3:22
Comment From Liz

I have not been able to go back to work the past year because I have been home with my 2 soon to be 3 year old who has been undergoing therapy for speach delays, developmental delay and sensory issues for the past 12 months. We did not get a diagnosis of Autism until about a month ago…my staying home has taken a huge tole on our family. Dad has had to work full time jobs to keep us afloat. Are their any resources or assistance programs for families like ours?

3:22
Hi Liz. We have a list of resources in our Resource Library for Families In Need which you can see at this link:http://www.autismspeaks.org/family-services/resource-library/families-need … I also suggest you contact local autism organizations which you can find in our Resource Guide who may know of more opportunities at a local level:www.autismspeaks.org/resource-guide.
3:23
Comment From Maria

Hi I have a question should we send our autistic son to preschool? He is high-function knows how to read, write, numbers from 1-100 and additions . I Don’t want him to go to preschool he is already on ABA program and I believe he is going to learn more with them than preschool. We had his IEP meeting and I feel pressure from the school staff.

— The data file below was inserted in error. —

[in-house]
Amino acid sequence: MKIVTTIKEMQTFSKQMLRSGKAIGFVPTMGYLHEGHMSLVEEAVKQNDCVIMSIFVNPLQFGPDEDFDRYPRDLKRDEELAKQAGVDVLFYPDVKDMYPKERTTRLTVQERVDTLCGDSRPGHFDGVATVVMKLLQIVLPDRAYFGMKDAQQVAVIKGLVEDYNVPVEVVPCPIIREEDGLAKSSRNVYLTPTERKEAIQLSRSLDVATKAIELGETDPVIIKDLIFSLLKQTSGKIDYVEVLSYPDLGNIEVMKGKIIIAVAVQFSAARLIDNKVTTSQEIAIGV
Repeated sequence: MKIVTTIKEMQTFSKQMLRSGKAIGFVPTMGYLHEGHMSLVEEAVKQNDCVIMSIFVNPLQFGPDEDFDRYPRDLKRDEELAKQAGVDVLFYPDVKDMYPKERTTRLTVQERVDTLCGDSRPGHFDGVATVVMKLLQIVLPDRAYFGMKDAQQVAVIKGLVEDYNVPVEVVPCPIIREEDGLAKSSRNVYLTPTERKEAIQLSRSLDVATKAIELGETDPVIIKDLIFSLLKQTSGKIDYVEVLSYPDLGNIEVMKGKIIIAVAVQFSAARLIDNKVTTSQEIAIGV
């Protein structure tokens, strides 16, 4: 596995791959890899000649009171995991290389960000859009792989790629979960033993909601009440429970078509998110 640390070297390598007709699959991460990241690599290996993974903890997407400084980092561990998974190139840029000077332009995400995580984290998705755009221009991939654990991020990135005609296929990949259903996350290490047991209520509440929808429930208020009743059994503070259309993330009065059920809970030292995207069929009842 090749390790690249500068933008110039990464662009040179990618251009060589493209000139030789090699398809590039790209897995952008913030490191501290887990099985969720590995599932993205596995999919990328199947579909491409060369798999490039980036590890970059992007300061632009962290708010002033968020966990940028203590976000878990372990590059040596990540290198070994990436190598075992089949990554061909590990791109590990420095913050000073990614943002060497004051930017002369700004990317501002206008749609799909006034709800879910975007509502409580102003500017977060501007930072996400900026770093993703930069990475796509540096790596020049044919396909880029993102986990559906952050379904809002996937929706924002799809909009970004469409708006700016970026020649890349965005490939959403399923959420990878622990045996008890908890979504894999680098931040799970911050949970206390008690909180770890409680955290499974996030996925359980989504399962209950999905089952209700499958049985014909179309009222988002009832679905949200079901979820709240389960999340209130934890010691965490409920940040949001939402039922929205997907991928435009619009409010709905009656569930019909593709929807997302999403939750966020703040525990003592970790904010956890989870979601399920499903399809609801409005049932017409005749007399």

3:26
Hi Maria – Its important to work with the IEP team on what’s best for your son. You should feel confortable expressing your concerns and also hearing why the team is recomedning pre-school. Pre-school is an opportunity for socializing that a child doesn’t get at home.
3:27
Comment From Jackie Gonzalez

First of all thank you so very much for being a reliable resource for families..

3:27
Comment From Gloria

Does anyone know of any sports organizations in the Dallas area for special needs kids? My son has Autism but loves sports even though he really can’t follow the rules he would love to play with kids his age, any suggestions?